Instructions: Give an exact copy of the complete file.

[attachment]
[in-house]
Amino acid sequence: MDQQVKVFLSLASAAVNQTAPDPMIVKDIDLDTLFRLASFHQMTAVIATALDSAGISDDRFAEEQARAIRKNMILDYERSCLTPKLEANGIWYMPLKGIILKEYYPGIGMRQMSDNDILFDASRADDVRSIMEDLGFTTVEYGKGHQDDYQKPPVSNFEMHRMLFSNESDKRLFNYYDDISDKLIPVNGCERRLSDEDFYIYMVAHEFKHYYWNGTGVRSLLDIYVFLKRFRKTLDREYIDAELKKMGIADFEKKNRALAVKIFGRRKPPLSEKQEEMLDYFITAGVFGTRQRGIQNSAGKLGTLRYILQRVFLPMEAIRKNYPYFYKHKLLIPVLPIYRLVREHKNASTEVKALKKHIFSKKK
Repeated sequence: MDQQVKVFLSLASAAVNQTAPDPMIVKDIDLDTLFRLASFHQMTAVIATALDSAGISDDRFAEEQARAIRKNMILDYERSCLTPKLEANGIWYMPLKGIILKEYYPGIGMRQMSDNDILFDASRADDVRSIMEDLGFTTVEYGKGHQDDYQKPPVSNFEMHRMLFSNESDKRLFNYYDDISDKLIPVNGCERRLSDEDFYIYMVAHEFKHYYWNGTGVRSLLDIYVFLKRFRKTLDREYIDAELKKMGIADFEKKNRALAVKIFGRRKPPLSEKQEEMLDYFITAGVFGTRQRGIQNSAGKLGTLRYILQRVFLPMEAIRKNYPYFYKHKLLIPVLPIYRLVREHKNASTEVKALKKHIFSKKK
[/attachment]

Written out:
[in-house]
Amino acid sequence: MDQQVKVFLSLASAAVNQTAPDPMIVKDIDLDTLFRLASFHQMTAVIATALDSAGISDDRFAEEQARAIRKNMILDYERSCLTPKLEANGIWYMPLKGIILKEYYPGIGMRQMSDNDILFDASRADDVRSIMEDLGFTTVEYGKGHQDDYQKPPVSNFEMHRMLFSNESDKRLFNYYDDISDKLIPVNGCERRLSDEDFYIYMVAHEFKHYYWNGTGVRSLLDIYVFLKRFRKTLDREYIDAELKKMGIADFEKKNRALAVKIFGRRKPPLSEKQEEMLDYFITAGVFGTRQRGIQNSAGKLGTLRYILQRVFLPMEAIRKNYPYFYKHKLLIPVLPIYRLVREHKNASTEVKALKKHIFSKKK
Repeated sequence: MDQQVKVFLSLASAAVNQTAPDPMIVKDIDLDTLFRLASFHQMTAVIATALDSAGISDDRFAEEQARAIRKNMILDYERSCLTPKLEANGIWYMPLKGIILKEYYPGIGMRQMSDNDILFDASRADDVRSIMEDLGFTTVEYGKGHQDDYQKPPVSNFEMHRMLFSNESDKRLFNYYDDISDKLIPVNGCERRLSDEDFYIYMVAHEFKHYYWNGTGVRSLLDIYVFLKRFRKTLDREYIDAELKKMGIADFEKKNRALAVKIFGRRKPPLSEKQEEMLDYFITAGVFGTRQRGIQNSAGKLGTLRYILQRVFLPMEAIRKNYPYFYKHKLLIPVLPIYRLVREHKNASTEVKALKKHIFSKKK